“Do you need to talk to someone?”
She meant a therapist. It had been over a year since I’d contacted Doctor Fenberg, and I was in no hurry to do so now. I was certain I could get over my insecurities on my own.
“I just need to remember, that’s all.”
“That you love me; that you love us.”
She kissed my shoulder again, threaded her fingers through mine. “More than I love breathing.”
I slipped into a peaceful slumber shortly after that.
I took a whiff of my sweat-drenched sports top, and made a face. For an arduous hour of high intensity interval training, aka HIIT, at the gym in our apartment complex, it could have been worse. In any case, I needed to get home and shower before Naomi and the kids got back from their Sunday afternoon park visit. Has anyone ever been dumped because they smelled bad after a workout? I wondered as I headed to the exit.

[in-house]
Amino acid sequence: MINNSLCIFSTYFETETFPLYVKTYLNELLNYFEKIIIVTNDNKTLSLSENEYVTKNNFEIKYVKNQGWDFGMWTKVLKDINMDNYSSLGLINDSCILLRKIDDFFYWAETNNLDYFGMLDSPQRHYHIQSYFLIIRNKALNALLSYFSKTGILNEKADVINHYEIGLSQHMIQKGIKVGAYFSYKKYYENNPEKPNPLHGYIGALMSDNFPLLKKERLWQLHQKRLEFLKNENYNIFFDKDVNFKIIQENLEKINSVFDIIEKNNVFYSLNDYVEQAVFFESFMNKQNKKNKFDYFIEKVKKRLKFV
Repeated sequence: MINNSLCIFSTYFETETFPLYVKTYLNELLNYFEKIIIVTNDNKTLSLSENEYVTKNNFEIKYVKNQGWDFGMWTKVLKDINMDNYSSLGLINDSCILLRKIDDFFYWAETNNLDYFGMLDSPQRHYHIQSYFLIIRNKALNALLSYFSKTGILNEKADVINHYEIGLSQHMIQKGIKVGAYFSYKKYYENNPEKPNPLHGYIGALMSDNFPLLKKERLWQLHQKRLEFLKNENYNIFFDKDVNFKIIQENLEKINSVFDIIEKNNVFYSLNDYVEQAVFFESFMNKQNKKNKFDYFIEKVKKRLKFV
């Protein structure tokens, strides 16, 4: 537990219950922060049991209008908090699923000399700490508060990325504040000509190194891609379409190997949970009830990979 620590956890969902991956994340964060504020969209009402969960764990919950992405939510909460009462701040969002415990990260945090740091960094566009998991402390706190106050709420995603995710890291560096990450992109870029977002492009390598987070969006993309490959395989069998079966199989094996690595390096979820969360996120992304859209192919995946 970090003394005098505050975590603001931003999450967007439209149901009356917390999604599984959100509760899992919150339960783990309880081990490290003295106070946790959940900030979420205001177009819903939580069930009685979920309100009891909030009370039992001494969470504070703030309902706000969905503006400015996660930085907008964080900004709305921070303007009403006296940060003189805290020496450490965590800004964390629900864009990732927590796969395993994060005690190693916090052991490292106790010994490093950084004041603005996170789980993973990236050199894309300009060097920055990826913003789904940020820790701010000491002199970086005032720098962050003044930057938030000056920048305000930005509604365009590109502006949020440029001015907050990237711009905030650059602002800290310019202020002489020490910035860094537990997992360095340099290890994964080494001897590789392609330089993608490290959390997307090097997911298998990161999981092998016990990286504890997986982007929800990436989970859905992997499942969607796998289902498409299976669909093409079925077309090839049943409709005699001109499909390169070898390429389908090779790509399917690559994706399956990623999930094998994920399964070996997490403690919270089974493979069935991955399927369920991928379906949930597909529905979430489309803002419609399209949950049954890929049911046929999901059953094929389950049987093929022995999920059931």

I waved goodbye to one of the personal trainers who worked there, then made my way home, which was two floors above.
As I entered the corridor leading to our apartment, I saw my brother, Dove, waiting by the door.
“Hey,” I called out, unable to hide my surprise at seeing him. “Did I miss a text or something?” He usually called or sent a message whenever he was coming over. Gone were the days when he could drop by unannounced, fall apart and wait for me to put him back together again. Luckily, when my life came together, so too did his. He’d been clean for three years, after a relapse shortly after my wedding. But he was healthier than he’d ever been. He’d been booking gigs like never before.
I still hadn’t gotten used to the buzz cut he’d been sporting for a few months now. Dove without hair was like a stranger.
Only as I got closer did I notice there was someone standing behind him.
The man slowly stepped into view, and my heart skipped a beat. The pit of my stomach felt like it would fall out.
“No,” was all I could manage, as I stared into the face of my father.